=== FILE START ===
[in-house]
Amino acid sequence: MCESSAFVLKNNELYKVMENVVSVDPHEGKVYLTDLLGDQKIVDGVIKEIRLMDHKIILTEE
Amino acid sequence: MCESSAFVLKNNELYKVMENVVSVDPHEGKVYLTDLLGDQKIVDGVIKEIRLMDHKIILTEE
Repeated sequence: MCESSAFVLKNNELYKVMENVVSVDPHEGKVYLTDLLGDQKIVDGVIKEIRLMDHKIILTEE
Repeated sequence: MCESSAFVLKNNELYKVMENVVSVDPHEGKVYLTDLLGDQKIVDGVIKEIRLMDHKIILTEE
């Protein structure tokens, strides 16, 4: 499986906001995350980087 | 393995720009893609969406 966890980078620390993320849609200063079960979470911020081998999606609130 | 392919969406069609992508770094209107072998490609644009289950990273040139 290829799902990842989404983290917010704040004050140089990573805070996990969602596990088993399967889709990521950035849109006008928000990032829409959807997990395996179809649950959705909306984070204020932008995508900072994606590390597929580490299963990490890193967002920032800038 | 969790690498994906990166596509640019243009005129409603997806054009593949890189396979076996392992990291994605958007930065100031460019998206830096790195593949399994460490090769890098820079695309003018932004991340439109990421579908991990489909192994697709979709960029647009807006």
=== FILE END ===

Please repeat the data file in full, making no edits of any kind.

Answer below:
[in-house]
Amino acid sequence: MCESSAFVLKNNELYKVMENVVSVDPHEGKVYLTDLLGDQKIVDGVIKEIRLMDHKIILTEE
Amino acid sequence: MCESSAFVLKNNELYKVMENVVSVDPHEGKVYLTDLLGDQKIVDGVIKEIRLMDHKIILTEE
Repeated sequence: MCESSAFVLKNNELYKVMENVVSVDPHEGKVYLTDLLGDQKIVDGVIKEIRLMDHKIILTEE
Repeated sequence: MCESSAFVLKNNELYKVMENVVSVDPHEGKVYLTDLLGDQKIVDGVIKEIRLMDHKIILTEE
């Protein structure tokens, strides 16, 4: 499986906001995350980087 | 393995720009893609969406 966890980078620390993320849609200063079960979470911020081998999606609130 | 392919969406069609992508770094209107072998490609644009289950990273040139 290829799902990842989404983290917010704040004050140089990573805070996990969602596990088993399967889709990521950035849109006008928000990032829409959807997990395996179809649950959705909306984070204020932008995508900072994606590390597929580490299963990490890193967002920032800038 | 969790690498994906990166596509640019243009005129409603997806054009593949890189396979076996392992990291994605958007930065100031460019998206830096790195593949399994460490090769890098820079695309003018932004991340439109990421579908991990489909192994697709979709960029647009807006």